• Some systems require operating a large pump over a short period of time. Consider the following system, which has less affect on the stream and is easier to manage.
    • Dig a pond near a stream to use as a temporary storage.
    • Pump from the stream into the pond, using a smaller pump over a longer period of time.
    • The major withdrawal for irrigation then takes place from the pond with the larger irrigation pumps. This is a better sharing of the water resource and is easier to manage.
    • Remember, even if you have a Permit to Take Water from the Ministry of the Environment, it does not give you the right to take all the water in a stream.
  • Don’;t forget that there are many other uses and needs for the water in streams. At no time can you take the entire flow from a stream or block the entire flow. Become familiar with the conditions and your responsibilities as outlined in your Permit to Take Water.

Note: Your Permit to Take Water states: "For surface water takings, the taking of water shall be carried out in such a manner that the stream flow is not stopped and is not reduced to a rate that will cause interference to downstream uses of water or with the natural functions of the stream."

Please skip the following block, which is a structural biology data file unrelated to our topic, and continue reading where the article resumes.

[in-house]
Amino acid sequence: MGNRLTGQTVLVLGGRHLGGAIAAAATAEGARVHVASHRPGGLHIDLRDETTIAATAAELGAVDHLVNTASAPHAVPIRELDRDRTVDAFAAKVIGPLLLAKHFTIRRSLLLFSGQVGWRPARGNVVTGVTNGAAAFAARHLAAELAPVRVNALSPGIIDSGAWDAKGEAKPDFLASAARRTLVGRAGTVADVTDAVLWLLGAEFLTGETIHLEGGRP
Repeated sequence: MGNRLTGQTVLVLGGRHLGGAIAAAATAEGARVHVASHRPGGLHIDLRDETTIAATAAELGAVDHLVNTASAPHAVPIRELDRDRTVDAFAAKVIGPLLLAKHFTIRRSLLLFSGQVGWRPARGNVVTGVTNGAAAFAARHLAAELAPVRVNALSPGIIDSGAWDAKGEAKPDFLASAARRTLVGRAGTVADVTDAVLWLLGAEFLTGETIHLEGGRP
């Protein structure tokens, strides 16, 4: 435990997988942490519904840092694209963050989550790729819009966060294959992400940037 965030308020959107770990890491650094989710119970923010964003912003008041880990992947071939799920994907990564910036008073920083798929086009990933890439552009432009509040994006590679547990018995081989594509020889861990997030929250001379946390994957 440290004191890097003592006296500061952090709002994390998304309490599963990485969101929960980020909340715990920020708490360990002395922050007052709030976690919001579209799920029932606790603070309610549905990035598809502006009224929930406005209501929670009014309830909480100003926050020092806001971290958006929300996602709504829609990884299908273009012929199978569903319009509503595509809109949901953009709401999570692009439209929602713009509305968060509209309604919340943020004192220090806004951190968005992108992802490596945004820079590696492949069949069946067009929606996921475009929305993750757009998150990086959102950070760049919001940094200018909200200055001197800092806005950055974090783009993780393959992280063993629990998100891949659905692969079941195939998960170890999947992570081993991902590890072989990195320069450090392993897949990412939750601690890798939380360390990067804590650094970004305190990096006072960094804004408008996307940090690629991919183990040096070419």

Q3 – What else can I do?

If you do not have one, develop an irrigation plan. If you have a plan, review it to make sure it is up to date.

  • Inventory how much water you have in storage, or have access to, from streams or water wells.
  • Set out a desired irrigation scheduling program. Take into account projected needs of the crop, soil type, evaporation and transpiration, rooting depth, critical periods of growth, etc.
  • Review and understand the conditions of your Permit to Take Water. Do not exceed the limits of your permit.
  • Follow your irrigation plan and update it as needed.
  • Either weekly or daily, review your volume of water in storage or water availability. Determine if your water supply matches your needs.

Q4 – What if I still do not have enough water to irrigate all my crops? 

Part of your irrigation plan should include a contingency or emergency plan outlining what you will do if your water supply does not meet your demands. Some hard decisions may have to be made. Each situation will be different.

  • Which crops will suffer more if you cut back on irrigation?
  • Which crops are at a critical stage?
  • Can you reduce the irrigation rate further?